# 2. The Remainder Theorem and the Factor Theorem

This section discusses the historical method of solving higher degree polynomial equations.

As we discussed in the previous section Polynomial Functions and Equations, a **polynomial function** is of the form:

f(x) =a_{0}x+^{n}a_{1}x^{n}^{−1}+a_{2}x^{n}^{−2}+ ... +a_{n}

where

a_{0}≠ 0 and

nis a positive integer, called thedegreeof the polynomial.

**Example 1 **

*f*(*x*) = 7*x*^{5} + 4*x*^{3} − 2*x*^{2} − 8*x* + 1 is a polynomial function of degree 5.

## Dividing Polynomials

First, let's consider what happens when we divide numbers.

**Example (a):** Say we try to divide `13` by `5`. We will get the answer `2` and have a remainder of `3`. We could write this as:

`13/5 = 2 + 3/5`

Another way of thinking about this example is:

`13 = 2 × 5 + 3`

**Example (b), Long Division:** In primary school, you may have learned to divide larger numbers as follows. Let's divide `3,756` by `23`.

`163` | |||

`23` | `{:)` | `3756` | |

`23` | We multiply `23` by `1 = 23`. | ||

`145` | `37-23 = 14`. Then bring down the `5`. | ||

`138` | Multiply `23` by `6=138`. | ||

`76` | `145-138=7`. Bring down the `6`. | ||

`69` | Multiply `23` by `3=69`. | ||

`7` | `76-69=7`. This is the remainder. |

So we can conclude `3,756 -: 23 = 163 + 7/23`, or putting it another way, `3,756 = 163xx23 + 7`.

**Division of polynomials** is an extension of our number examples.

If we divide a polynomial by (*x *−* r*), we obtain a result of the form:

f(x) = (x−r)q(x) +R

where *q*(*x*) is the quotient and *R* is the remainder.

Let's now see an example of polynomial division.

**Example 2 **

Divide *f*(*x*) = 3*x*^{2} + 5*x *− 8 by (*x* − 2).

Answer

`3x+11` | |||

`x-2` | `{:)` | `3x^2+5x-8` | |

`3x^2-6x` | We multiply `(x-2)` by `3x =` ` 3x^2-6x`, giving `3x^2` as the first term. | ||

`11x-8` | `5x-(-6x)` ` = 5x+6x` `=11x`. Then bring down the `-8`. | ||

`11x-22` | Multiply `(x-2)` by `11=` `11x-22`. | ||

`14` | `-8-(-22) ` `= 14`. This is the remainder. |

Thus, we can conclude that:

3

x^{2}+ 5x− 8 = (x− 2)(3x+ 11) + 14

where the quotient `q(x) = 3x + 11` and the remainder `R = 14`.

We can also write our answer as:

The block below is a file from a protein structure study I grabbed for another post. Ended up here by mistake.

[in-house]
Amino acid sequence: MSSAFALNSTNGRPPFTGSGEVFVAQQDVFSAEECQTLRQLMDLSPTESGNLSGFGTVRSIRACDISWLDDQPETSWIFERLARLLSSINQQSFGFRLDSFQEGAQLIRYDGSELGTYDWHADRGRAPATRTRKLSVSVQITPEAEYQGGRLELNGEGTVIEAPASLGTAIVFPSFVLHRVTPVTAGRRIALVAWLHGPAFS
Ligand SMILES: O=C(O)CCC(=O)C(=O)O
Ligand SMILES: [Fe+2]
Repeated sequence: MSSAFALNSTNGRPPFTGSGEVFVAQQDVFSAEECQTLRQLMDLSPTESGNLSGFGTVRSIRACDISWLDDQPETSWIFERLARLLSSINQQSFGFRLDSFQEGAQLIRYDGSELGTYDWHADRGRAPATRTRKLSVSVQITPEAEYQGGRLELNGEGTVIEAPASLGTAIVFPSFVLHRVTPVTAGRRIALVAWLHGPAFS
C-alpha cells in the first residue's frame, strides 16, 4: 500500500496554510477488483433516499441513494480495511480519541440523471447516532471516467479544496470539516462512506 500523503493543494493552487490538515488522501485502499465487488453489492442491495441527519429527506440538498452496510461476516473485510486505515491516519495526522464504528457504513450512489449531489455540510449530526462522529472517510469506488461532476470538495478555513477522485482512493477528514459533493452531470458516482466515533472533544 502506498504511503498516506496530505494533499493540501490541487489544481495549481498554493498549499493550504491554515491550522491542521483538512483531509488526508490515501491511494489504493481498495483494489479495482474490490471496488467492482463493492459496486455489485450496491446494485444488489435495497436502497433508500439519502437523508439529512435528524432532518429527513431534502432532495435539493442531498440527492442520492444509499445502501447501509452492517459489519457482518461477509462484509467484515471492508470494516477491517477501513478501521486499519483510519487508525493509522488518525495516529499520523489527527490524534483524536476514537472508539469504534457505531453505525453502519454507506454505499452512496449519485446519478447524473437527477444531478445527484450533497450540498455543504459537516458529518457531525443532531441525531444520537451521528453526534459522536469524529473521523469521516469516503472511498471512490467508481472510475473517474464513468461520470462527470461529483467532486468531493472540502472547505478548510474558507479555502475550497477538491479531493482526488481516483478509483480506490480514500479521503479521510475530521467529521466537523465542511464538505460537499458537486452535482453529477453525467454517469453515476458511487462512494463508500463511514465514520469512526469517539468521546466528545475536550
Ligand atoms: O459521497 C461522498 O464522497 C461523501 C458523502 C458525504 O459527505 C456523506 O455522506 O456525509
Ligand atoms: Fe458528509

`(3x^2+5x-8)-:(x-2)` `=(3x+11)+14/(x-2`

## The Remainder Theorem

Consider *f*(*x*) = (*x *−* r*)*q*(*x*) +* R*

Note that if we let *x* = *r*, the expression becomes

f(r) = (r−r)q(r) +R

Simplifying gives:

f(r) =R

This leads us to the **Remainder Theorem** which states:

If a polynomial

f(x) is divided by (x−r) and a remainderRis obtained, thenf(r) =R.

### Example 3

Use the remainder theorem to find the remainder for Example 1 above, which was divide *f*(*x*) = 3*x*^{2} + 5*x *− 8 by (*x* − 2).

Answer

Since we are dividing *f*(*x*) = 3*x*^{2} + 5*x *− 8 by (*x* − 2), we let

`x = 2`.

Hence, the remainder, *R* is given by:

`R=f(2)=3(2)^2+5(2)-8=14`

This is the same remainder we achieved before.

**Example 4 **

By using the remainder theorem, determine the remainder when

3

x^{3}−x^{2}− 20x+ 5

is divided by (*x* + 4).

Answer

If we divide by `(x − r)`, we let `x = r`.

Hence, since we are dividing by `(x + 4)`, we let `x = -4`.

Therefore the remainder

`R=f(-4)`

`=3(-4)^3-(-4)^2` `-20(-4)+5`

`=-192-16+80+5`

`=-123`

## The Factor Theorem

The Factor Theorem states:

If the remainder

f(r) =R= 0, then (x−r) is a factor off(x).

The Factor Theorem is powerful because it can be used to find roots of polynomial equations.

**Example 5 **

Is (*x *+ 1) a factor of *f*(*x*) =* x*^{3} + 2*x*^{2} − 5*x *− 6?

Answer

In this case we need to test the remainder `r = -1`.

`R= f(r)`

`= f(-1) `

`= (-1)^3+ 2(-1)^2- 5(-1) - 6`

`= -1 + 2 + 5 - 6`

`= 0`

Therefore, since `f(-1) = 0`, we conclude that `(x + 1)` **is** a factor of `f(x)`.

### Exercises

**1.** Find the remainder *R* by long division **and** by the Remainder Theorem.

(2

x^{4}− 10x^{2}+ 30x- 60) ÷ (x+ 4)

Answer

`2x^3-8x^2+22x-58` | ||

`x+4` | `{:)` | `2x^4+0x^3-10x^2+30x-60` |

`2x^4+8x^3` | ||

`-8x^3-10x^2` | ||

`-8x^3-32x^2` | ||

`22x^2+30x` | ||

`22x^2+88x` | ||

`-58x-60` | ||

`-58x-232` | ||

`172` |

From the above working, we conclude the remainder is `172`.

Now, using the Remainder Theorem:

*f*(*x*) = 2*x*^{4} − 10*x*^{2} + 30*x* − 60

Remainder = *f*(−4) = 2(-4)^{4} − 10(−4)^{2} + 30(−4) − 60 = 172

This is the same answer we achieved by long division.

**2.** Find the remainder using the Remainder Theorem

(

x^{4}− 5x^{3}+x^{2}− 2x+ 6) ÷ (x+ 4)

Answer

Applying the Remainder Theorem:

*f*(*x*) = *x*^{4} − 5*x*^{3} + *x*^{2} − 2*x* + 6

*f*(−4) = (−4)^{4} − 5(−4)^{3} + (−4)^{2} − 2(−4) + 6 = 606

So the remainder is `606`.

**3.** Use the Factor Theorem to decide if (*x* − 2) is a factor of

f(x) =x^{5}− 2x^{4}+ 3x^{3}− 6x^{2}− 4x+ 8.

Answer

*f*(*x*) = *x*^{5} − 2*x*^{4} + 3*x*^{3} − 6*x*^{2} − 4*x* + 8

*f*(2) = (2)^{5} − 2(2)^{4} + 3(2)^{3} − 6(2)^{2} − 4(2) + 8 = 0

Since `f(2) = 0`, we can conclude that `(x - 2)` is a factor.

**4.** Determine whether `-3/2` is a zero (root) of the function:

f(x) = 2x^{3}+ 3x^{2}− 8x− 12.

Answer

`f(-3/2)=2(-3/2)^3+3(-3/2)^2-8(-3/2)` `-12`

`=(-27/4)+(27/4)+12-12`

`= 0`

So yes, `-3/2` is a root of 2*x*^{3} + 3*x*^{2} − 8*x* − 12, since the function value is `0`.